Two Mays ago, I dressed my body in heavy backpack full of fabrics to wear and an empty notebook to fill and I flapped my wings toward Amsterdam. I was looking to write poems with strangers; I was looking to get over a lost love; I was looking to drench myself in a place I spent years dreaming about and needed to explore alone.
On my last day there, I volunteered at Dominiscuskirk, a nearby church on Spuistraat. Stained glass replaced wallpaper or paint and angels flew all around in corners and around pillars. I was there to help set up the giant quilt panels honoring those who died of AIDS. I took in all the photographs sewed onto various colors and textured patterns. When all the quilts had been hung, I sat watching candles grow illuminated.
A thin man, curved into a wheelchair, moved beside me. He introduced himself as Steven. When I told him that I was visiting from New York, he announced he had been there twice before 2001. “I listened to jazz music then,” he said. “And I went to Central Park.” I told him that I came to Amsterdam to write poems. Will you write a poem with me? I asked him.
Steven smiled. I wanted to cry out medicinal band-aids and heal him. We write:
poetry is religion
there are lots of angels here
a lean into bowl creates a hum:
the sounds of bells
So many red ribbons twisted against shoulders, around candles, against hips. I was asked to light a candle for all those who died in North America from AIDS. Several others joined me, representing other continents. During the ceremony, I went up to the microphone and said, This candle is for the memory of all the people who have died because of AIDS in North America.
When all the candles had been lit, attendees were encouraged to call out the names of loved ones who had also died. We stood there, facing a sea of names, called out into the air, illuminated by the shadows of light. I cried, fearing my wild salt would blow out the light of my candle, but instead it just tumbled down my face.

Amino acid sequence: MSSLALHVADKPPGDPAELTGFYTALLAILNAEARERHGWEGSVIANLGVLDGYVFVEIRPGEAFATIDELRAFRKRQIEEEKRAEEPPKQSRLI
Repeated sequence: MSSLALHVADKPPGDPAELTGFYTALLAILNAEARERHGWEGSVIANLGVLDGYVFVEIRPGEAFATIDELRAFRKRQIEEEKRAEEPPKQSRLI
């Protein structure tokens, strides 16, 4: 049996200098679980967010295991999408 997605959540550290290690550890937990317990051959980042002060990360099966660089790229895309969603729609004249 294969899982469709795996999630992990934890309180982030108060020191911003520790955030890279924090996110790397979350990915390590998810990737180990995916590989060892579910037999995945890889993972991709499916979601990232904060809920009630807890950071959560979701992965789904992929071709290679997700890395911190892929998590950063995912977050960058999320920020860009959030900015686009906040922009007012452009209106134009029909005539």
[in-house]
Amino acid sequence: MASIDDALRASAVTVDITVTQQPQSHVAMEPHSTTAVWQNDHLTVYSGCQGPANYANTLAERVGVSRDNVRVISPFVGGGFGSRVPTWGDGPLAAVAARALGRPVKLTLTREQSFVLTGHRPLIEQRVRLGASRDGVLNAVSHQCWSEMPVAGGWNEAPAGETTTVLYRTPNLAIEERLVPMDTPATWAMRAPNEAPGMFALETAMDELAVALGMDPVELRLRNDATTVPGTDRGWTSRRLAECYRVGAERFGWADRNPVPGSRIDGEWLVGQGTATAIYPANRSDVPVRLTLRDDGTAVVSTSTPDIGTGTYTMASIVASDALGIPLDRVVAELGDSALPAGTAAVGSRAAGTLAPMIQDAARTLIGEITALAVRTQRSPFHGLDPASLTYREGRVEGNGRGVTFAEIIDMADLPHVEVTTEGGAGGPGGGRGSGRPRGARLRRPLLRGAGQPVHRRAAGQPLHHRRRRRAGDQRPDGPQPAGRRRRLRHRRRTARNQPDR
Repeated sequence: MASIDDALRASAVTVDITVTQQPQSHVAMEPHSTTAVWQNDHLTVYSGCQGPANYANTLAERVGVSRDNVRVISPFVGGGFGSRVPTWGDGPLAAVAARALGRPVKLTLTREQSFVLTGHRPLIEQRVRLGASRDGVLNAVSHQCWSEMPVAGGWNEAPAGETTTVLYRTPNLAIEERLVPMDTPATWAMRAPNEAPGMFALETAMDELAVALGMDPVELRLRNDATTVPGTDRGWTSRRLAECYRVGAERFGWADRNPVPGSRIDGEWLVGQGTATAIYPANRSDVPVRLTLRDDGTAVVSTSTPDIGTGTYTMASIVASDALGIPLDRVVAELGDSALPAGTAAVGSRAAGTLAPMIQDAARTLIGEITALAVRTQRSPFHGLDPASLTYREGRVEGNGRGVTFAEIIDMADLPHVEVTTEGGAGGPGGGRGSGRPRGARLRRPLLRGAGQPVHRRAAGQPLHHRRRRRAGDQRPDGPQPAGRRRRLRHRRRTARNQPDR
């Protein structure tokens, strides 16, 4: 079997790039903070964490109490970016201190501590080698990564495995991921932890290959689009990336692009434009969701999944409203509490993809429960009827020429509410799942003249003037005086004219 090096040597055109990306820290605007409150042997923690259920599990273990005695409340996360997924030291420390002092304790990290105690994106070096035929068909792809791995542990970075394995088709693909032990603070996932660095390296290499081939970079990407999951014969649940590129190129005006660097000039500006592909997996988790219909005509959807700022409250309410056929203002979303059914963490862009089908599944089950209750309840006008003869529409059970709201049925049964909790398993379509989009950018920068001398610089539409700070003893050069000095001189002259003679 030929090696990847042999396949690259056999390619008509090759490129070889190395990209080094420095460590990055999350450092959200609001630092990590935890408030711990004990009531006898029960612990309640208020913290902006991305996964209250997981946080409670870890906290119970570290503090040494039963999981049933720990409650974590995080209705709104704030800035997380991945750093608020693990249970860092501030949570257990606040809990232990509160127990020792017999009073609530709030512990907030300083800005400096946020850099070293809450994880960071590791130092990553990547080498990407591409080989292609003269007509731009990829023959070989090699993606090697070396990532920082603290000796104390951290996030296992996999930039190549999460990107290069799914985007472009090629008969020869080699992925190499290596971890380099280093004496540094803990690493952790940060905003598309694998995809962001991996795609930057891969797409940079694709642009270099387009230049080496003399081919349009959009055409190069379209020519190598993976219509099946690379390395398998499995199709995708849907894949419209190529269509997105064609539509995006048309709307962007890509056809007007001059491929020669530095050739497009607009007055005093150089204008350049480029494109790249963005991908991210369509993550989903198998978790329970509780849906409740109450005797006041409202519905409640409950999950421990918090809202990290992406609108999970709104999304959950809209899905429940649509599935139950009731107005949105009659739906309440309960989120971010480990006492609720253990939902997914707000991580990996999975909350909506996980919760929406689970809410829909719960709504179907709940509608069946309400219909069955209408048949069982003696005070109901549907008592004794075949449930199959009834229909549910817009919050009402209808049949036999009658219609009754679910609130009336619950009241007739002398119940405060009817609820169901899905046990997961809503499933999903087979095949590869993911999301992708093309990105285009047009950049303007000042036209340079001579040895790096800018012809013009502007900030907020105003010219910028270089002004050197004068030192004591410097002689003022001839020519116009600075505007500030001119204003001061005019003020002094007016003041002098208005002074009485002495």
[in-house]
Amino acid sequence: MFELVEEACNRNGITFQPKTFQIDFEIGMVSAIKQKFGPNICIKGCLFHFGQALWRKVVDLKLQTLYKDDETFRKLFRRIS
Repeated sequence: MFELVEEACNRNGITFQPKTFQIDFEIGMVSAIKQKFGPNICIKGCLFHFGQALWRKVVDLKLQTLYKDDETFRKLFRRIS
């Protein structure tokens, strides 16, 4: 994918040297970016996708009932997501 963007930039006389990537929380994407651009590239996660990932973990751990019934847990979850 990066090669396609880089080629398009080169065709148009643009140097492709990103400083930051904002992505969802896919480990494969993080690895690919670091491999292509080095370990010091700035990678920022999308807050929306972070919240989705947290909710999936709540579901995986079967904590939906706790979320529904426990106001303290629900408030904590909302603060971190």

Steven, I wanted to tell you that you’re a poem.
Your skin, plowed away from this disease, is a poem.
Your breath, pushed out by melted musculature, is a poem.
Your smile lit the church organ on fire, pushing pipes into sheets of enflamed music.
You said, “Goodbye“, after we each grabbed a white balloon and walked our way through the church, outside past several canals. And when we were given the signal, we all let go of our balloons. Many had names attached. These hand-written names floated toward the moon. Bag pipers played and I should have told you how beautiful you
I left the next day, still lovelorn. Before I arrived in this magical land, I thought maybe Amsterdam would help me “find myself”. Humans do this; we go places to find the selves we think we’ve lost. I’ve been searching for my lost self for decades. I do not need a passport to find it. And I certainly don’t need love to validate it. Poems, maybe. Light, yes. Music, definitely. Breath, always.